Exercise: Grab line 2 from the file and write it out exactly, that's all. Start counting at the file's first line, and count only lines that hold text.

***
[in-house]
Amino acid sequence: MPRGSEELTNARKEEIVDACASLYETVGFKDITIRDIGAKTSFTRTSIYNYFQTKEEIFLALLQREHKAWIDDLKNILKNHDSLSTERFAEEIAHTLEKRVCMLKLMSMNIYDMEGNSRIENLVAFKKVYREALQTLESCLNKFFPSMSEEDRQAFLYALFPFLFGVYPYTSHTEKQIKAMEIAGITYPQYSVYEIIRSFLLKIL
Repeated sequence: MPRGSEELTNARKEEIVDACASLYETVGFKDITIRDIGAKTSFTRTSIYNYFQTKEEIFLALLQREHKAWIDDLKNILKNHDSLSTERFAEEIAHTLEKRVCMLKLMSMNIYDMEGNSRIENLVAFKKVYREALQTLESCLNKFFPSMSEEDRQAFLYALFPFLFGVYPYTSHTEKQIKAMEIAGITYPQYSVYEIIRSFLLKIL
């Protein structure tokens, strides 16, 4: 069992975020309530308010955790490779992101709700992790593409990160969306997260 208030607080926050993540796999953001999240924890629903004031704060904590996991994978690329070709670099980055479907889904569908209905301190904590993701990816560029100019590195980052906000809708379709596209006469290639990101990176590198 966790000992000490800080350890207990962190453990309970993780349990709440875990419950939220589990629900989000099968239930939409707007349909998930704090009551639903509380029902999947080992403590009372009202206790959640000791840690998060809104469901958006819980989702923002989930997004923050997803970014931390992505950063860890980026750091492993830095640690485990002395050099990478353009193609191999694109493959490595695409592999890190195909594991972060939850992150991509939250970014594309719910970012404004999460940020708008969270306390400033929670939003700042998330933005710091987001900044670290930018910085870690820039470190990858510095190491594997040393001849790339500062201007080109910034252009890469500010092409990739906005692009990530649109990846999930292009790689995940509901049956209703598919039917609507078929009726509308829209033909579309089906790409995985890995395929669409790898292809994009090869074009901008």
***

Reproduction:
Amino acid sequence: MPRGSEELTNARKEEIVDACASLYETVGFKDITIRDIGAKTSFTRTSIYNYFQTKEEIFLALLQREHKAWIDDLKNILKNHDSLSTERFAEEIAHTLEKRVCMLKLMSMNIYDMEGNSRIENLVAFKKVYREALQTLESCLNKFFPSMSEEDRQAFLYALFPFLFGVYPYTSHTEKQIKAMEIAGITYPQYSVYEIIRSFLLKIL